After the dinner Tim and Diana motored back to Henbury to join Lisa, who had clearly spent half the week cooking and preparing dishes to feed the all 11 of the family for two evenings. On Saturday Tim drove with Lisa and Diana and the boot full of food to Wantsley Farm just north of Beaminster in West Dorset arriving in time to establish who was going to sleep in which room. Jonathan, Luiza, Lucas and Anita were the next to arrive closely followed by Jean-Marie, Louis and Ella. Louis’ partner, Katia joined us on Sunday. In getting to know how to benefit from the AGA Tim learnt the hard way that AGA saucepans do not have an insulated handle. Lisa’s curries were delicious.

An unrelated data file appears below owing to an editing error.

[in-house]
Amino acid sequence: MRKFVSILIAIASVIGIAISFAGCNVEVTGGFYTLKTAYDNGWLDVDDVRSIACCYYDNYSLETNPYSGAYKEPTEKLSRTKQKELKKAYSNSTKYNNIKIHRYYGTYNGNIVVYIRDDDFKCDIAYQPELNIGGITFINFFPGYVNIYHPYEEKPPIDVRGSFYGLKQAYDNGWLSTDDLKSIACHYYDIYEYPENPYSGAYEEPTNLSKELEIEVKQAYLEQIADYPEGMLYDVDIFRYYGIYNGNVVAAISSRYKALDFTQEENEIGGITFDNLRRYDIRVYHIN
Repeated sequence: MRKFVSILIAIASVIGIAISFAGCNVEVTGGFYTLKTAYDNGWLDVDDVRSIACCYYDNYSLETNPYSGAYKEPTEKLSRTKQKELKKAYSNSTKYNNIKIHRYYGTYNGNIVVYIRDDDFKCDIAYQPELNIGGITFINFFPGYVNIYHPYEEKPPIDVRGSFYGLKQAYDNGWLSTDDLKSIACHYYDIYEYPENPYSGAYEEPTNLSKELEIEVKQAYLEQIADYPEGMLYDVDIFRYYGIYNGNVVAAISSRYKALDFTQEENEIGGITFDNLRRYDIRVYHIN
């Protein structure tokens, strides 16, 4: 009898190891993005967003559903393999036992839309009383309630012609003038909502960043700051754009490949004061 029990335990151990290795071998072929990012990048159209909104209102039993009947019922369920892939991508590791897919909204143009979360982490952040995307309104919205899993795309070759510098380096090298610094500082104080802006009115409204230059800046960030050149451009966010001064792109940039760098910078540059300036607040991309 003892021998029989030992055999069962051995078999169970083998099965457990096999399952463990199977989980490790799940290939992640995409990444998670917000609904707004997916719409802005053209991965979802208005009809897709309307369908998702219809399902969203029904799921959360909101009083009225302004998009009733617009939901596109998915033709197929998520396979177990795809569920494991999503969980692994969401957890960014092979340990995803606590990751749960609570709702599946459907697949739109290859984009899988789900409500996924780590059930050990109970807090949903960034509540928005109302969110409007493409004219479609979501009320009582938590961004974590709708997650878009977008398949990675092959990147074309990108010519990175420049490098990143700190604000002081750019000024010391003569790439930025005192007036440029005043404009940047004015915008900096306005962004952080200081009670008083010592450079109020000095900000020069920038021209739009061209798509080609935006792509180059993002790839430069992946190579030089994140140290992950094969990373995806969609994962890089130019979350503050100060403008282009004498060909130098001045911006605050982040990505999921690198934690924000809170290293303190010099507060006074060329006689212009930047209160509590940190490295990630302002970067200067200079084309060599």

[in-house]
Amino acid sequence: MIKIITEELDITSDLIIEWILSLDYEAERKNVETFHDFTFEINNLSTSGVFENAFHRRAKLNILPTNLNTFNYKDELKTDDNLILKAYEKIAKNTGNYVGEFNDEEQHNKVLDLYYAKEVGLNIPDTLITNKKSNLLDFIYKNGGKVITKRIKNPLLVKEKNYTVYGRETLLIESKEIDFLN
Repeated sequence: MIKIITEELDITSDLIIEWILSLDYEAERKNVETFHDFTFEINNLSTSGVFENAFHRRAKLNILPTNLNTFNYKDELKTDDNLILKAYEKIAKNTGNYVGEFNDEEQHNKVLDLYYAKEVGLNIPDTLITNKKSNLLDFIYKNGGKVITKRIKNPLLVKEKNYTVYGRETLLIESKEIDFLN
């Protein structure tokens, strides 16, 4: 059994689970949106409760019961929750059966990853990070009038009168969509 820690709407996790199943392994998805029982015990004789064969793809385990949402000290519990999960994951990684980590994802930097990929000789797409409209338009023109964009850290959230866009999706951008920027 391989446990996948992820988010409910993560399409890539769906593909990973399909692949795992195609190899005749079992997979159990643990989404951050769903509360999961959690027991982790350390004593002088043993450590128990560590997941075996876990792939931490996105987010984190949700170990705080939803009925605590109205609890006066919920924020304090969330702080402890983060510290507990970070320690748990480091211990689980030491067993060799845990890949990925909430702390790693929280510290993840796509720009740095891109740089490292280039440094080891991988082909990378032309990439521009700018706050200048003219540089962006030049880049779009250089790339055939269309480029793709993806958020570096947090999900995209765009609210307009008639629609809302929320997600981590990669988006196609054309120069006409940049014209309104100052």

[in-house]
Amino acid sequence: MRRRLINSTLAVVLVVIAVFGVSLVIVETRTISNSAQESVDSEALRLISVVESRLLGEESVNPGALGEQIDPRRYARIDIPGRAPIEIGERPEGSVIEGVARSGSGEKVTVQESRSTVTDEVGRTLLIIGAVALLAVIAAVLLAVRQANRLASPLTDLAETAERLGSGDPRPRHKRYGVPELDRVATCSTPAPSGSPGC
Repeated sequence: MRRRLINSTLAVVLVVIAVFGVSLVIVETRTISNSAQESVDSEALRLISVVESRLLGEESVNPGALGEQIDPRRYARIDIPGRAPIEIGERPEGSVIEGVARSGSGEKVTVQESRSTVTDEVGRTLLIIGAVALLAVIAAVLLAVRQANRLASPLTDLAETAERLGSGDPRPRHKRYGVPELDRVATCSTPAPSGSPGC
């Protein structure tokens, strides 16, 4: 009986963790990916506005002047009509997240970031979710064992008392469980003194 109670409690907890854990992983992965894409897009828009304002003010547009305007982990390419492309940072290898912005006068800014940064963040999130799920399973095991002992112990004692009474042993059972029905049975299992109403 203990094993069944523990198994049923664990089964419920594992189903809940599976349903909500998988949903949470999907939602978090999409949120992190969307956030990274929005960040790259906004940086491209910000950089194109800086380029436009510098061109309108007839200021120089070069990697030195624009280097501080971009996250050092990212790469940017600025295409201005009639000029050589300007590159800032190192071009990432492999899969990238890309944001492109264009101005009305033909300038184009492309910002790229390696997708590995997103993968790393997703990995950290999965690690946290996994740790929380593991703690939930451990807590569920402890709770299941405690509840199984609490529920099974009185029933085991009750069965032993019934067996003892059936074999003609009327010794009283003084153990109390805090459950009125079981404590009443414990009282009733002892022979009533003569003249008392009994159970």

Sunday, the actual day, started fine and we hastened to let six chickens, five ducks and Sebastian, a female goose, out of their respective abodes. Sebastian and ducks rushed into the stream pool as if their lives depended on it.

After breakfast while Tim opened his cards Lucas and Anita tried out the zip wire which terminated in a seemingly horrific hard tree trunk. But didn’t!

Lunch on the Wantsley terrace

Lunch was taken on the sunny terrace and suitably fortified we set off to Tim’s choice of expedition which was the Eggardon Hill with its incredibly large Iron Age fort.

Eggardon Hill

The family were not visibly in awe!

Monday, 20th August, was the day Lisa had arranged with six Stobart cousins for a gathering at the Three Horseshoes Inn at Powerstock.

The Family Lunch

Despite the existence of another pub with the same name not far away and Powerstock being really remote we were joined by Alan & Claire Glass, Eric & Ginny Stobart, Diane Stobart and Gillian Huxley. We had a long table on the terrace with fine views.

Chesil BankWest Bay